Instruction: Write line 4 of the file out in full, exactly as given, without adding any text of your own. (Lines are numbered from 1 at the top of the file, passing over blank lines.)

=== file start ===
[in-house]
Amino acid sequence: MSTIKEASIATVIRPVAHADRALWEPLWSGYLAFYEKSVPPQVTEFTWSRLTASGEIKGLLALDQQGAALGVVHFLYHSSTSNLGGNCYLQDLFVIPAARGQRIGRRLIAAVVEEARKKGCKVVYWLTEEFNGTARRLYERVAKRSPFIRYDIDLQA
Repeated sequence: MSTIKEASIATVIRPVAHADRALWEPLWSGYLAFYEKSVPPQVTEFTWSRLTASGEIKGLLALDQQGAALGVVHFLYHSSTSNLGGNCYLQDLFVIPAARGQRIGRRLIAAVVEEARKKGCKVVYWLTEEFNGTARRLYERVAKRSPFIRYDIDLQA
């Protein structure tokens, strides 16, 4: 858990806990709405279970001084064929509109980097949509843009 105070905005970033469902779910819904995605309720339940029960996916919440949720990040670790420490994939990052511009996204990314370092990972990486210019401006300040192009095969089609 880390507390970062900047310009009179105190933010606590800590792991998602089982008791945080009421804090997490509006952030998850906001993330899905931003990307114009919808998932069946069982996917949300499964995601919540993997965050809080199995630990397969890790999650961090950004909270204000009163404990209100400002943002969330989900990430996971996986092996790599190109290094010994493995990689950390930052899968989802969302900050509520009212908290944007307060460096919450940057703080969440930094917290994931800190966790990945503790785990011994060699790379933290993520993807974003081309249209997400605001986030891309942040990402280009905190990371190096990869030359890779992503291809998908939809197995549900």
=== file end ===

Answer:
């Protein structure tokens, strides 16, 4: 858990806990709405279970001084064929509109980097949509843009 105070905005970033469902779910819904995605309720339940029960996916919440949720990040670790420490994939990052511009996204990314370092990972990486210019401006300040192009095969089609 880390507390970062900047310009009179105190933010606590800590792991998602089982008791945080009421804090997490509006952030998850906001993330899905931003990307114009919808998932069946069982996917949300499964995601919540993997965050809080199995630990397969890790999650961090950004909270204000009163404990209100400002943002969330989900990430996971996986092996790599190109290094010994493995990689950390930052899968989802969302900050509520009212908290944007307060460096919450940057703080969440930094917290994931800190966790990945503790785990011994060699790379933290993520993807974003081309249209997400605001986030891309942040990402280009905190990371190096990869030359890779992503291809998908939809197995549900």